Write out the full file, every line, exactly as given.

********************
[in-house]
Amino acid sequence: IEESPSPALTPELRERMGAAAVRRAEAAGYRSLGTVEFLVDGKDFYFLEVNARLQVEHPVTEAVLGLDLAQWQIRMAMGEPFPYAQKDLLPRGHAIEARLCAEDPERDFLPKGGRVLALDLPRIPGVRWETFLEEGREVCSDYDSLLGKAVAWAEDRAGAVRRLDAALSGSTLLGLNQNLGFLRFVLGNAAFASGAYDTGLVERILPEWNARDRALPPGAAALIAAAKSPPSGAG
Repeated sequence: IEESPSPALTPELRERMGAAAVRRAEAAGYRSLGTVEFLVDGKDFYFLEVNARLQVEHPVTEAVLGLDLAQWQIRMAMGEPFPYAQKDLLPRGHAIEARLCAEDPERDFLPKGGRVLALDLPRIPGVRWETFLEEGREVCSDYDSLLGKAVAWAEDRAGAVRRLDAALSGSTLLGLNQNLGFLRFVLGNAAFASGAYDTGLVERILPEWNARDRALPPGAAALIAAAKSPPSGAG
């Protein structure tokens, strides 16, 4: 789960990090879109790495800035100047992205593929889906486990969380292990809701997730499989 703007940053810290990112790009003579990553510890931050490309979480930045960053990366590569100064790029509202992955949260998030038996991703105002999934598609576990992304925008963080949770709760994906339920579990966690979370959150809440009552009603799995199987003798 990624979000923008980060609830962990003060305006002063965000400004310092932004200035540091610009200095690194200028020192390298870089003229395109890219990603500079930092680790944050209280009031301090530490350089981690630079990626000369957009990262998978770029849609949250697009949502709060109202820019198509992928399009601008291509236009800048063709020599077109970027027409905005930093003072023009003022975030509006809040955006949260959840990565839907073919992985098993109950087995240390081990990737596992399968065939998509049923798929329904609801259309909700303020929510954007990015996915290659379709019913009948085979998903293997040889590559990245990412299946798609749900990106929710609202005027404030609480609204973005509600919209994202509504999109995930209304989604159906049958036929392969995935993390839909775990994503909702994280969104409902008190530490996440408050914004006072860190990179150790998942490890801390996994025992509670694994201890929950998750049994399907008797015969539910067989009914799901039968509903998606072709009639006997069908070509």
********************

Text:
[in-house]
Amino acid sequence: IEESPSPALTPELRERMGAAAVRRAEAAGYRSLGTVEFLVDGKDFYFLEVNARLQVEHPVTEAVLGLDLAQWQIRMAMGEPFPYAQKDLLPRGHAIEARLCAEDPERDFLPKGGRVLALDLPRIPGVRWETFLEEGREVCSDYDSLLGKAVAWAEDRAGAVRRLDAALSGSTLLGLNQNLGFLRFVLGNAAFASGAYDTGLVERILPEWNARDRALPPGAAALIAAAKSPPSGAG
Repeated sequence: IEESPSPALTPELRERMGAAAVRRAEAAGYRSLGTVEFLVDGKDFYFLEVNARLQVEHPVTEAVLGLDLAQWQIRMAMGEPFPYAQKDLLPRGHAIEARLCAEDPERDFLPKGGRVLALDLPRIPGVRWETFLEEGREVCSDYDSLLGKAVAWAEDRAGAVRRLDAALSGSTLLGLNQNLGFLRFVLGNAAFASGAYDTGLVERILPEWNARDRALPPGAAALIAAAKSPPSGAG
């Protein structure tokens, strides 16, 4: 789960990090879109790495800035100047992205593929889906486990969380292990809701997730499989 703007940053810290990112790009003579990553510890931050490309979480930045960053990366590569100064790029509202992955949260998030038996991703105002999934598609576990992304925008963080949770709760994906339920579990966690979370959150809440009552009603799995199987003798 990624979000923008980060609830962990003060305006002063965000400004310092932004200035540091610009200095690194200028020192390298870089003229395109890219990603500079930092680790944050209280009031301090530490350089981690630079990626000369957009990262998978770029849609949250697009949502709060109202820019198509992928399009601008291509236009800048063709020599077109970027027409905005930093003072023009003022975030509006809040955006949260959840990565839907073919992985098993109950087995240390081990990737596992399968065939998509049923798929329904609801259309909700303020929510954007990015996915290659379709019913009948085979998903293997040889590559990245990412299946798609749900990106929710609202005027404030609480609204973005509600919209994202509504999109995930209304989604159906049958036929392969995935993390839909775990994503909702994280969104409902008190530490996440408050914004006072860190990179150790998942490890801390996994025992509670694994201890929950998750049994399907008797015969539910067989009914799901039968509903998606072709009639006997069908070509």